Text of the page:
Mack Lecture Series April 8–29, 7 pm$15 ($12 Walker members, students, and seniors)Walker Cinema
Hear directly from explorers of our culture and contemporary moment during the Mack Lecture Series. Throughout the month of April, artists, writers, and other great thinkers at the forefront of diverse fields share their vision on topics ranging from artificial intelligence in performance art to gender politics and gonzo journalism.
Writer-director Annie Dorsen tries “to make perceptible how ideas change over time: where they come from, how they influence and are influenced by politics and culture, and how they take root in the body, physically and emotionally.” For this conversation, she explores the intersection of algorithms and live performance with artificial intelligence researcher and computational linguist Catherine Havasi, moderated by Simon Adler, a producer for WNYC’s Radiolab.
Annie Dorsen’s performance work Yesterday Tomorrow, takes place in the Walker’s McGuire Theater March 27–28.
Genderqueer political activist, visual artist, and musician JD Samson is perhaps best known as leader of the band MEN and one-third of the electronic-feminist-punk band Le Tigre. As a self-defined “gender outlaw,” she will investigate the precarious masculinity of the butch/masculine-of-center body, play with traditional concepts of ownership and destruction, and break down the charged heteronormative history of queer sex dynamics.
The New York Times Magazine, New York, National Geographic Top List With Most Nominations For Coveted Ellie Awards;
Annual Awards Show To Be Held At Brooklyn Steel On March 12
Former Esquire Editor-In-Chief David Granger To Receive Magazine Editors’ Hall Of Fame Award
Pamela Colloff Ties Record For Most Nominated Female Writer In Awards History
The American Society of Magazine Editors (ASME) today announced via Twittercast the finalists for the 2020 National Magazine Awards for Print and Digital Media. ASME will celebrate the 55th annual presentation of the Ellie Awards and honor the 112 finalists on Thursday, March 12th, at Brooklyn Steel, a music venue in Williamsburg, Brooklyn.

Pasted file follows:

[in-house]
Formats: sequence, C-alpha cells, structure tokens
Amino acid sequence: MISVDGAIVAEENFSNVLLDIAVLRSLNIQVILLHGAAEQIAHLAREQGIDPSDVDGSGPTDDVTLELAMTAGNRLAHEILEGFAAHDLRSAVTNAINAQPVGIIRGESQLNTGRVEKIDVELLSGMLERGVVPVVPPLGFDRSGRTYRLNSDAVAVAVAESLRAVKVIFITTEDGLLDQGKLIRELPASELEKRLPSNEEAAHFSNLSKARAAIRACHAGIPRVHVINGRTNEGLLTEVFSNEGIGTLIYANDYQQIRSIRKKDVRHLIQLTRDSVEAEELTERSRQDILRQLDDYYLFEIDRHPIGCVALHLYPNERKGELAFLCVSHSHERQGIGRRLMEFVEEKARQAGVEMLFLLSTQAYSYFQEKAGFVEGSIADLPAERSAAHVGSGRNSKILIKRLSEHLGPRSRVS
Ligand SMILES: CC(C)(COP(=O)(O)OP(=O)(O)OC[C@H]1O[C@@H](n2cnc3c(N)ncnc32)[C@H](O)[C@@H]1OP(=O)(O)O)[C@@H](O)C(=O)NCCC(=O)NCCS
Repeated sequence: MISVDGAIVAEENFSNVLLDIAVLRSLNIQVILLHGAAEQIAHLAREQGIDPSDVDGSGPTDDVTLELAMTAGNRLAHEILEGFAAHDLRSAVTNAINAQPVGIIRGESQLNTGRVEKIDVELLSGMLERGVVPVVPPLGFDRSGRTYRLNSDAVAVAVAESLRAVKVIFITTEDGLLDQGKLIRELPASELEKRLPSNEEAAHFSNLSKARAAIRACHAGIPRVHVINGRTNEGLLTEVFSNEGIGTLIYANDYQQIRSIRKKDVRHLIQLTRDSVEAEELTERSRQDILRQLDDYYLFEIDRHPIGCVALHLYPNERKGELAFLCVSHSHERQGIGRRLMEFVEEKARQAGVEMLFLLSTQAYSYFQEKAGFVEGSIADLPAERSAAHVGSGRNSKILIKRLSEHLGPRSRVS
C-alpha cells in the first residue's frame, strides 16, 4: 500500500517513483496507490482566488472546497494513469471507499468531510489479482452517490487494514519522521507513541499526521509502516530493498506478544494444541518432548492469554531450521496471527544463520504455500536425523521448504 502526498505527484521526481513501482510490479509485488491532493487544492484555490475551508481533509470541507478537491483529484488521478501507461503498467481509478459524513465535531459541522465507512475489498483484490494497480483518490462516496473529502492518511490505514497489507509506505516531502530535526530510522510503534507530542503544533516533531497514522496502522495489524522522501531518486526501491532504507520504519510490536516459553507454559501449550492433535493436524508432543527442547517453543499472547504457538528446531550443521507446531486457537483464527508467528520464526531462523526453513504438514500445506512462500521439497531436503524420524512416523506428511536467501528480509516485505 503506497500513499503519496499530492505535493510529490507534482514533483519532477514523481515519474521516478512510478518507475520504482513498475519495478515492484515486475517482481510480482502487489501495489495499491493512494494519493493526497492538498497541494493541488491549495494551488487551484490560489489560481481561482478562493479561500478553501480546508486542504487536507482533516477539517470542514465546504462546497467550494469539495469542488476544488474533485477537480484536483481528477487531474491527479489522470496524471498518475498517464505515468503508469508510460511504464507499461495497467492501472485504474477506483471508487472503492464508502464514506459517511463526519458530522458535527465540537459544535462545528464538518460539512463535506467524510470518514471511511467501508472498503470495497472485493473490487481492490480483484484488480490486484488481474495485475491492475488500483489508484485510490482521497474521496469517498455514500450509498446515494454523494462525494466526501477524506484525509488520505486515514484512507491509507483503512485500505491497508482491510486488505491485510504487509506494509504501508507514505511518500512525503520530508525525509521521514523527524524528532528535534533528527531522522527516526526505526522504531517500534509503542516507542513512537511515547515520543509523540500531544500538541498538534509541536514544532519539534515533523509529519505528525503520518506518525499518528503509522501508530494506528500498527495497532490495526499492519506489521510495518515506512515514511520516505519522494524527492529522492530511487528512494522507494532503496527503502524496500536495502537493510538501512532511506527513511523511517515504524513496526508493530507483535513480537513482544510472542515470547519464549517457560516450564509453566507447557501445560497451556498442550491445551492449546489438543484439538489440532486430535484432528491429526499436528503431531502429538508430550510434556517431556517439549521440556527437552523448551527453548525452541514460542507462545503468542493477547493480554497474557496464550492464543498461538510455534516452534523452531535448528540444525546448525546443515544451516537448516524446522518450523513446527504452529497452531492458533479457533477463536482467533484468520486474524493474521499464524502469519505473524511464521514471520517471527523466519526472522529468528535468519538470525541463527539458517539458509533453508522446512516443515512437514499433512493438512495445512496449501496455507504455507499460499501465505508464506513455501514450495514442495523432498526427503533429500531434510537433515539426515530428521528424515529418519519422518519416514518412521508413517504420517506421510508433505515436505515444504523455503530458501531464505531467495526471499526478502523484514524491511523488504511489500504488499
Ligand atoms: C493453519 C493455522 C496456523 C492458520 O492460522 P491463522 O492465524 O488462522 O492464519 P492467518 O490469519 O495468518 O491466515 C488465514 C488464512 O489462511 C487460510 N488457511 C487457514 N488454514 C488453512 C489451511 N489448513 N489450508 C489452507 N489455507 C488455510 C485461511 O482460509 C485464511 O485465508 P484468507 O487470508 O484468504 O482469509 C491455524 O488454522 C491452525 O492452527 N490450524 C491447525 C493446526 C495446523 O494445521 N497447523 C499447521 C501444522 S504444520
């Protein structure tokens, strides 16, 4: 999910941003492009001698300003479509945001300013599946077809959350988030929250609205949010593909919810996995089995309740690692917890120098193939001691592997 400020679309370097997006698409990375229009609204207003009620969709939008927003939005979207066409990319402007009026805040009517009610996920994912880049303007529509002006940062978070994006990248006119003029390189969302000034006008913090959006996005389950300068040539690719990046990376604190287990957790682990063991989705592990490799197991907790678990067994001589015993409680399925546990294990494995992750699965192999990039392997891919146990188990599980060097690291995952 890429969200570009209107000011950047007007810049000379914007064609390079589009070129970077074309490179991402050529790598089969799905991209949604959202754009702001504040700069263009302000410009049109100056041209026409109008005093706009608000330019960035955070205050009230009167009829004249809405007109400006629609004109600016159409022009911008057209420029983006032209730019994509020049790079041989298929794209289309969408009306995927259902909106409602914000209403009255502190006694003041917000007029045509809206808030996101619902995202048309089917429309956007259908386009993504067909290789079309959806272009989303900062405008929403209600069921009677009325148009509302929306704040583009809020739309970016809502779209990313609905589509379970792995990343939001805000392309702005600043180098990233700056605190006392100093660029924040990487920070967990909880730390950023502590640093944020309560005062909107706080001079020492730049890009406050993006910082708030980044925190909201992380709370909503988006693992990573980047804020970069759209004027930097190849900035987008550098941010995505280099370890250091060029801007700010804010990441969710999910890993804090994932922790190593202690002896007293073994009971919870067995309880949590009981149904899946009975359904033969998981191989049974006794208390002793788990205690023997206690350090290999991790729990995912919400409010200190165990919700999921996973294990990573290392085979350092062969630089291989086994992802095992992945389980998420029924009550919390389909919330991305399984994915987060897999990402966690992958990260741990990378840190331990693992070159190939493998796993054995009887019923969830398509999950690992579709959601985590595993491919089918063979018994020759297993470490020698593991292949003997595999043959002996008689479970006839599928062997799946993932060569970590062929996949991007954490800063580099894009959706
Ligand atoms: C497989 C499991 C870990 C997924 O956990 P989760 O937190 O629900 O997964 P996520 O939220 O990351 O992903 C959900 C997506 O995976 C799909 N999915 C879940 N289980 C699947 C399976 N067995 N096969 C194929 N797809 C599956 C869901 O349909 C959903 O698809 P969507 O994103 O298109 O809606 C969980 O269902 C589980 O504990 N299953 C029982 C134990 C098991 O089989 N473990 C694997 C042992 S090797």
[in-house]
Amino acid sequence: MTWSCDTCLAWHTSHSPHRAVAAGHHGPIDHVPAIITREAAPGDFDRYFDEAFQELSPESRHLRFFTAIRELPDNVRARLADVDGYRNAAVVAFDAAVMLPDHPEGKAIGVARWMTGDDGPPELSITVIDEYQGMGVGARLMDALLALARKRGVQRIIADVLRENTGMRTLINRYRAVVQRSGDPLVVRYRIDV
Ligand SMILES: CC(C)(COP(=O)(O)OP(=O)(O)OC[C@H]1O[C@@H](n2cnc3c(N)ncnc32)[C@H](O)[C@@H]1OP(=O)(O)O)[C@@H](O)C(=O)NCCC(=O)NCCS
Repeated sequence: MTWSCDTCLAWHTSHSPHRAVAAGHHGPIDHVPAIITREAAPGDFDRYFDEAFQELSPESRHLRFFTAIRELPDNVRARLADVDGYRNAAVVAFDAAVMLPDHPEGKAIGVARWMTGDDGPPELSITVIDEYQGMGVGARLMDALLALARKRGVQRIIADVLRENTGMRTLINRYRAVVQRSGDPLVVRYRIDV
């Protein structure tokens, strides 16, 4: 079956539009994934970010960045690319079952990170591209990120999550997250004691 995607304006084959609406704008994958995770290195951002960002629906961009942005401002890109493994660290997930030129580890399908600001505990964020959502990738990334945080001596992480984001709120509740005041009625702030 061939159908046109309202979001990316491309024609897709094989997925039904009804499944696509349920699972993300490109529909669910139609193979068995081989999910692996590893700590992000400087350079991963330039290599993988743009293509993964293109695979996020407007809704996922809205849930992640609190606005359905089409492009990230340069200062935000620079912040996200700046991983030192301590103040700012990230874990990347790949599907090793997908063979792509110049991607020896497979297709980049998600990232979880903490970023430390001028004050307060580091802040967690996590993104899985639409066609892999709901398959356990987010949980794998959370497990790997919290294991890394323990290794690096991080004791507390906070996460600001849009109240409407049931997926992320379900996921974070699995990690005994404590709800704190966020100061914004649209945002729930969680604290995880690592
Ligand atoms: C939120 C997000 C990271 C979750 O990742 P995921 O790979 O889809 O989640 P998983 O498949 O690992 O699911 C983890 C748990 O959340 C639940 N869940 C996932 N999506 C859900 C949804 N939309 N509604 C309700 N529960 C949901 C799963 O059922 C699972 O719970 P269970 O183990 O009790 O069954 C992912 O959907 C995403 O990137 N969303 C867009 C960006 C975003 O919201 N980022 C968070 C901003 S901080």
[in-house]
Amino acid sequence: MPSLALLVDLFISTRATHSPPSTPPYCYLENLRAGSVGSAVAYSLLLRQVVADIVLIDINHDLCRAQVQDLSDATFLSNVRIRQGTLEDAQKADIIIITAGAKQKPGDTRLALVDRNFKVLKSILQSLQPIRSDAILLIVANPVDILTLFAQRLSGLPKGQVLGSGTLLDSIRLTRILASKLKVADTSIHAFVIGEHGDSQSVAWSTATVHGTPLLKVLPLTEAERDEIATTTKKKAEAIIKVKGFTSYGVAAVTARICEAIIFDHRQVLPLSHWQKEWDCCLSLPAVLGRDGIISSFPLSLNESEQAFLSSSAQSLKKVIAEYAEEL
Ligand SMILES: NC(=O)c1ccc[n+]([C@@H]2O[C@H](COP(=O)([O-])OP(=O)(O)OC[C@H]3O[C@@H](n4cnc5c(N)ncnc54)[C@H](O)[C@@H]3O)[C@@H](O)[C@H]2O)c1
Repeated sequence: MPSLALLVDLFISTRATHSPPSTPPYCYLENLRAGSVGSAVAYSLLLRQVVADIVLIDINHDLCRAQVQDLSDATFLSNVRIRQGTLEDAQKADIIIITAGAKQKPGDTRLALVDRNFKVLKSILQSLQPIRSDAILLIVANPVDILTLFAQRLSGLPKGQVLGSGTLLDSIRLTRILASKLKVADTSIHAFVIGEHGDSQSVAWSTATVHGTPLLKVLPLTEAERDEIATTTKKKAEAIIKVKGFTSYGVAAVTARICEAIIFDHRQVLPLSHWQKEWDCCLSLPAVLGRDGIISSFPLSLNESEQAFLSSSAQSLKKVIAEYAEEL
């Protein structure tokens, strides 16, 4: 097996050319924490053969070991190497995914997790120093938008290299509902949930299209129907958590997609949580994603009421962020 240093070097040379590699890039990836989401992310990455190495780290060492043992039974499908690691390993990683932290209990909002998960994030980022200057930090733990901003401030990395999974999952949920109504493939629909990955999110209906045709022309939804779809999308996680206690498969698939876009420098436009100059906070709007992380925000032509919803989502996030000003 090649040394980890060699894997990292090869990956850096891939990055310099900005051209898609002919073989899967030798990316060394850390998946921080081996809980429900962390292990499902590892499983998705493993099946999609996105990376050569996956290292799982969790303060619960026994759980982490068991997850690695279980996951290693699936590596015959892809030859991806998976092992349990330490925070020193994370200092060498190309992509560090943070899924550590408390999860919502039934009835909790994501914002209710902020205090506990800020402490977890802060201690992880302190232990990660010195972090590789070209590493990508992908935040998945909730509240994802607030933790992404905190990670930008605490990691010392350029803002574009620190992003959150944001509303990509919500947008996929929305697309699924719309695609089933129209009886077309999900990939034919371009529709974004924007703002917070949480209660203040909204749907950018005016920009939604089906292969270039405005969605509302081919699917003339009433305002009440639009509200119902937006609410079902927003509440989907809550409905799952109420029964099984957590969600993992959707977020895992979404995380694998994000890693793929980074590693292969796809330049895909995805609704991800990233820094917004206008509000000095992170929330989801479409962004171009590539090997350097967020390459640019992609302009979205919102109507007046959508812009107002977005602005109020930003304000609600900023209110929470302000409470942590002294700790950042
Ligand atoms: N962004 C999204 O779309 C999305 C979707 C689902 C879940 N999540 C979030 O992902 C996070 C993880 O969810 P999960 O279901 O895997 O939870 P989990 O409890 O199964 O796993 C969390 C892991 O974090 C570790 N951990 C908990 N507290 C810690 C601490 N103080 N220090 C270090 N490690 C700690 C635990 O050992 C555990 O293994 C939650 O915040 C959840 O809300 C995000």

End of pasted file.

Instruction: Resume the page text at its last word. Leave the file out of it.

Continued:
This year, the Magazine Editors’ Hall of Fame Award will be presented by journalist Tom Junod to David Granger, former editor-in-chief of Esquire magazine. Junod previously wrote for Granger at GQ and Esquire, where his work included the cover story on Fred Rogers that inspired the movie “A Beautiful Day in the Neighborhood.”
The evening reception will include the presentation of the 2020 ASME Award for Fiction to The Paris Review, as well as honors for the five winners of the 2020 ASME Next Awards for Journalists Under 30. More than 500 magazine editors and publishers are expected to attend the annual event.
Other highlights in 2020 include Pamela Colloff, ProPublica senior reporter and The New York Times Magazine staff writer, receiving her seventh nomination with “False Witness.” Colloff now ties the overall record for most nominated female writer in awards history with The Atlantic’s Caitlin Flanagan.
The New York Times Magazine led the nominations with 10, the most in its history, with three nominations (General Excellence, Podcasting, Public Interest) honoring The 1619 Project, which “aims to reframe the country’s history by placing the consequences of slavery and the contributions of black Americans at the very center of our national narrative,” according to the magazine. Rounding out top finalists were New York magazine and National Geographic with nine and eight nominations respectively.
Titles with multiple nominations also included Bon Appétit and The New Yorker with six each, and SELF and Texas Monthly with four.
Sixty-two titles were nominated in 22 categories. Twenty publications were nominated for the most prestigious honor, General Excellence. Nominees include large-circulation titles such as Cosmopolitan (which also received its seventh-consecutive nomination in Personal Service), regional titles like Atlanta, special-interest magazines like National Parks, literary journals like Oxford American and digital-first publications like The Trace.